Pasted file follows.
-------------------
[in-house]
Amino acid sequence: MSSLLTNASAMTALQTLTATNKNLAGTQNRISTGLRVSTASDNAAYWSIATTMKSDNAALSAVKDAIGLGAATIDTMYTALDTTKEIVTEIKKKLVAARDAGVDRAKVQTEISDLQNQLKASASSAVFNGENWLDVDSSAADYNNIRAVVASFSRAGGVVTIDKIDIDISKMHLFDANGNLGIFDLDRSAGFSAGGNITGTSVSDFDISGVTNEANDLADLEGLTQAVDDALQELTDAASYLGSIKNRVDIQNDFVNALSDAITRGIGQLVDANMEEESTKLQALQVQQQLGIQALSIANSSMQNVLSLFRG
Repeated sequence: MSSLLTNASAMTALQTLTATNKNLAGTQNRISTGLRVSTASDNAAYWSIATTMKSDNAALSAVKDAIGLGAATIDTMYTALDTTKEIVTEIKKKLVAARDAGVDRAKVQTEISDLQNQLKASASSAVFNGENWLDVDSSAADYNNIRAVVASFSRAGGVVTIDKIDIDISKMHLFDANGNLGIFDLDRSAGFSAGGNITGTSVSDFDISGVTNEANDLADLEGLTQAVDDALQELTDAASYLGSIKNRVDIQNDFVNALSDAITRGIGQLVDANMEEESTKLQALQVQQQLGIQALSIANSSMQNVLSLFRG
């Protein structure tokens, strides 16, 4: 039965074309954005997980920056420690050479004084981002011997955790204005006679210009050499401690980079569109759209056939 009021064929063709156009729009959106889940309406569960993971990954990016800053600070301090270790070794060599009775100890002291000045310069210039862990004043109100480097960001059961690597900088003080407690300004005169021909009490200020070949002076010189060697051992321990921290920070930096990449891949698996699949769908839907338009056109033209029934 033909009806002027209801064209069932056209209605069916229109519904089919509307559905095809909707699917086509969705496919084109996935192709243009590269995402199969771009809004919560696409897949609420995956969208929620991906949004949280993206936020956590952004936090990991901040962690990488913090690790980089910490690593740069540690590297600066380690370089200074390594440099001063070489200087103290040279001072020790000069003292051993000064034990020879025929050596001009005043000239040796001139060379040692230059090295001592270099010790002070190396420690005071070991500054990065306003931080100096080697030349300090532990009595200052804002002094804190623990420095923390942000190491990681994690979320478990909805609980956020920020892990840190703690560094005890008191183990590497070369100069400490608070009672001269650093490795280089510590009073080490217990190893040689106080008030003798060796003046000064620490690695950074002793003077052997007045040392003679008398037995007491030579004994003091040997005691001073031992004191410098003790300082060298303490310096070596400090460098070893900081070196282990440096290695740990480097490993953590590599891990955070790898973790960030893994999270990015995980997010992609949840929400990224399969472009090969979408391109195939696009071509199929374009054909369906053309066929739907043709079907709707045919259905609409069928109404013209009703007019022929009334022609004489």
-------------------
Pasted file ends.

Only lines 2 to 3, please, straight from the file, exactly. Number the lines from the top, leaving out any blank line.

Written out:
Amino acid sequence: MSSLLTNASAMTALQTLTATNKNLAGTQNRISTGLRVSTASDNAAYWSIATTMKSDNAALSAVKDAIGLGAATIDTMYTALDTTKEIVTEIKKKLVAARDAGVDRAKVQTEISDLQNQLKASASSAVFNGENWLDVDSSAADYNNIRAVVASFSRAGGVVTIDKIDIDISKMHLFDANGNLGIFDLDRSAGFSAGGNITGTSVSDFDISGVTNEANDLADLEGLTQAVDDALQELTDAASYLGSIKNRVDIQNDFVNALSDAITRGIGQLVDANMEEESTKLQALQVQQQLGIQALSIANSSMQNVLSLFRG
Repeated sequence: MSSLLTNASAMTALQTLTATNKNLAGTQNRISTGLRVSTASDNAAYWSIATTMKSDNAALSAVKDAIGLGAATIDTMYTALDTTKEIVTEIKKKLVAARDAGVDRAKVQTEISDLQNQLKASASSAVFNGENWLDVDSSAADYNNIRAVVASFSRAGGVVTIDKIDIDISKMHLFDANGNLGIFDLDRSAGFSAGGNITGTSVSDFDISGVTNEANDLADLEGLTQAVDDALQELTDAASYLGSIKNRVDIQNDFVNALSDAITRGIGQLVDANMEEESTKLQALQVQQQLGIQALSIANSSMQNVLSLFRG